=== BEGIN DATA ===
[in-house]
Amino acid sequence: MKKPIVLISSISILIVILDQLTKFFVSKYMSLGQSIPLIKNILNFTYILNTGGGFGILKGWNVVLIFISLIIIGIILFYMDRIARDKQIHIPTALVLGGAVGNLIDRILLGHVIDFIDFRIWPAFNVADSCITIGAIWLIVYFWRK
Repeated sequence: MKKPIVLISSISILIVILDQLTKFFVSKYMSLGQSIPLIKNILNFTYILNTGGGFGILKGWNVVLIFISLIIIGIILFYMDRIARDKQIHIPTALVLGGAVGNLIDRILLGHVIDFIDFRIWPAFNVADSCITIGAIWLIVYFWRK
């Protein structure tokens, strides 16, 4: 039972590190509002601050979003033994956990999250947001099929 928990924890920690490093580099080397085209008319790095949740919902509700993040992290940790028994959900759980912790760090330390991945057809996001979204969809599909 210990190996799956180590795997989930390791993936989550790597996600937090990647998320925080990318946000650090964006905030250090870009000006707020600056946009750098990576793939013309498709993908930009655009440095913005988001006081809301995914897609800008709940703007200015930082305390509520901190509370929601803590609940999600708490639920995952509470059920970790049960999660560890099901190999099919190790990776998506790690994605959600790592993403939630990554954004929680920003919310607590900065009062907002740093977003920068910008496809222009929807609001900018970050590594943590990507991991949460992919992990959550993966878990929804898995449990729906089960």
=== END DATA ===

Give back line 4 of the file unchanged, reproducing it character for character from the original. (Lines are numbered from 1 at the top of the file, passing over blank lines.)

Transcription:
């Protein structure tokens, strides 16, 4: 039972590190509002601050979003033994956990999250947001099929 928990924890920690490093580099080397085209008319790095949740919902509700993040992290940790028994959900759980912790760090330390991945057809996001979204969809599909 210990190996799956180590795997989930390791993936989550790597996600937090990647998320925080990318946000650090964006905030250090870009000006707020600056946009750098990576793939013309498709993908930009655009440095913005988001006081809301995914897609800008709940703007200015930082305390509520901190509370929601803590609940999600708490639920995952509470059920970790049960999660560890099901190999099919190790990776998506790690994605959600790592993403939630990554954004929680920003919310607590900065009062907002740093977003920068910008496809222009929807609001900018970050590594943590990507991991949460992919992990959550993966878990929804898995449990729906089960």